HOPI Meter power consumption analyzer

If you’re anything like me, chances are that you have a lot of gadgets in your home or office. But how much power are these gadgets using — and wasting? A common question is how to measure power consumption for devices. Some people are coming at this from a perspective of pure curiosity, others are looking so save money or to assess environmental impact.

If you want a reading how much your devices consume, you need some measurement hardware. A watt meter – also known as a power meter – is one of the best and simplest ways to measure how much energy your devices consume.

Trying to get accurate power measurement with an average multimeter does not usually work well and does not give accurate results. A multimeter is a vital tool, but multimeters present numerous challenges to accurately energy measurements, especially with alternating current. If you try to measure mains AC voltage and current separately and try to do the power calculations, this does not take into account Power Factor in calculations.

I have been monitoring and measuring the power consumption of gadgets for many years now and the tool I use is the HOPI HP-9800 20A energy monitor. HP-9800 is a handheld saving tester which has ability of testing the device via sustaining 20A current. I picked mine up from some Chinese shop I don’t remember anymore for under $50. This device is available from many sources. This product comes branded as Antai , HOPI , Nicetu ST-9800, and even as totally unbranded.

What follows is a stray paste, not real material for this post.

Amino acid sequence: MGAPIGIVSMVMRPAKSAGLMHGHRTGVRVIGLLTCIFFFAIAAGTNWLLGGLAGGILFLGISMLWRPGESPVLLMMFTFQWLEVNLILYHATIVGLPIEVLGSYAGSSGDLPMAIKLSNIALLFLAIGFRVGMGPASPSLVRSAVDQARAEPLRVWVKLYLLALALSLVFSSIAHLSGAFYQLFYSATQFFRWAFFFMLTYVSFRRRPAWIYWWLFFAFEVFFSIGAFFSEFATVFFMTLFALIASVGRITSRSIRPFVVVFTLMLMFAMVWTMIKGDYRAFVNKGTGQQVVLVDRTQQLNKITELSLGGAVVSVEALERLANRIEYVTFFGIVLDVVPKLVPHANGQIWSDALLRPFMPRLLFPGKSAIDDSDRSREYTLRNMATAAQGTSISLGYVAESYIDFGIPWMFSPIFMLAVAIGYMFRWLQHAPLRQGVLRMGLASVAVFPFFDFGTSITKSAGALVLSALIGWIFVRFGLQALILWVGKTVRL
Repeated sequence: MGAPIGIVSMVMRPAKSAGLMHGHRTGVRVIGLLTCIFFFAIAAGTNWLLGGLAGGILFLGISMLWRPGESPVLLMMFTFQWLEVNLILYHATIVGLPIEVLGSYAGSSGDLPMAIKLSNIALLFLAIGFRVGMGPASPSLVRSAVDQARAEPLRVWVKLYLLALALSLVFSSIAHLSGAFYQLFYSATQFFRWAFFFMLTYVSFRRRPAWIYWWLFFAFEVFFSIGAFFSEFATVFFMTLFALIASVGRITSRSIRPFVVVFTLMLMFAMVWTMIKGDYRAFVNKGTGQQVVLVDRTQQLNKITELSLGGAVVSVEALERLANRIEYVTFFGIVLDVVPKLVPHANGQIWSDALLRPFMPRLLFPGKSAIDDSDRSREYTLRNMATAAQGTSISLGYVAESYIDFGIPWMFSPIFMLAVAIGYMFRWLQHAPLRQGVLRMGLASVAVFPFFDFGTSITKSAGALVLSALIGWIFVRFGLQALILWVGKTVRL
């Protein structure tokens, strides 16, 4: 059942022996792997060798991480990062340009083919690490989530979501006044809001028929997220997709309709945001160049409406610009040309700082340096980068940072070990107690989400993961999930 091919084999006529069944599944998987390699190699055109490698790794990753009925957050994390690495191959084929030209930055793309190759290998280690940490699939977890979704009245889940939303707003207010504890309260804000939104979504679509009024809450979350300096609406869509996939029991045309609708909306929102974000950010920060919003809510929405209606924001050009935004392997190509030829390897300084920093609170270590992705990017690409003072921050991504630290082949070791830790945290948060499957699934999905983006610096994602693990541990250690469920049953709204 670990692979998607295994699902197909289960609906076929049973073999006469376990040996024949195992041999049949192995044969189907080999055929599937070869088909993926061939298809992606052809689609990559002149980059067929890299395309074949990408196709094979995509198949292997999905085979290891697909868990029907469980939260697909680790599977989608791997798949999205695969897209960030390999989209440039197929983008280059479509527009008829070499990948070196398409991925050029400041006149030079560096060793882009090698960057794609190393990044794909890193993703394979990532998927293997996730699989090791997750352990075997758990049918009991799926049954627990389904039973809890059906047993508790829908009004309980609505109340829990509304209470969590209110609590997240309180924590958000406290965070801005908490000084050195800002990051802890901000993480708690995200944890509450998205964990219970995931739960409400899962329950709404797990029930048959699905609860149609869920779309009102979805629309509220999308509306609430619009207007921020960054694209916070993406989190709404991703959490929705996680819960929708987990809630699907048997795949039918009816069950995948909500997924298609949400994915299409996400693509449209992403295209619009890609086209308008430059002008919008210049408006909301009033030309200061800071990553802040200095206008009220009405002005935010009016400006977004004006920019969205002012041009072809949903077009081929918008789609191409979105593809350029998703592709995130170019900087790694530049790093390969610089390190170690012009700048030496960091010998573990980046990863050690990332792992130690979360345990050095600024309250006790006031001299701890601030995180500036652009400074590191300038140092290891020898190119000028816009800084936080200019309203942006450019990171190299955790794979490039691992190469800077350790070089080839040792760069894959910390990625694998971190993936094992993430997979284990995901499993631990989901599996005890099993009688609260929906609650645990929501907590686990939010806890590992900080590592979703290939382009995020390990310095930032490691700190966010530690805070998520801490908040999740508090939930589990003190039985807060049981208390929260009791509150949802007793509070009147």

I first came across “the HOPI” meter when it was featured on the Big Clive YouTube channel. The HOPI is a bit rough and ready, it has things I don’t like, and it’s not “certified” in any way, but I’ve found it to be very reliable and accurate. The HOPI-9800 from Shenzhen HOPI Electronic Technology is a meter that displays the supply Voltage and frequency as well as the Amperage draw, overall power in Watts, power factor, and annual power consumption. It’s a somewhat dangerous contraption with sketchy multi-national power socket.

HP-9800 Handheld Power Meter LED Energy Saving Lamps Tester Universal USB 20A technical data:

Model: HP-9800 20A
Country/Region of Manufacture: China
Load current display range: 0.002A-20A
Active power test range: 0.5W-4400W
Power factor test range: 0.01 – 1.000
Voltage: 100V-240V AC 50/60Hz
Power consumption: less than 1W
Size: 20X 20 X 3.5cm
Weight: 800g
Features: It can meet the IEC, ANSI and JIS industry standard for measurements

The good things on HOPI is that it is pretty accurate, cheap and easy to use. Thee HOPI is little more than plug-in-and-it-works. It’s a very useful tool, and for the price offers something that is very usable. My version shows clearly the measured data on the main display (there is no connection option to log data to PC). My HP 9800 is very nice cost effective instruments and work very well. There is also version now with USB port available.

The bad things in this device is that it has no widely recognized safety certification, no good manual and the display flickers (not very visible to eye but can mess up with photography and video). The ugly details is that the electrical safety level is low: That front plug that support plugging in many kind of electrical offers very low safety. There are also two speaker-type jacks for bare wire on the front that carry live at mains voltage. Those speaker-type jacks can also block plugging in for example some UK plugs. It’s not something I’d leave plugged in unattended.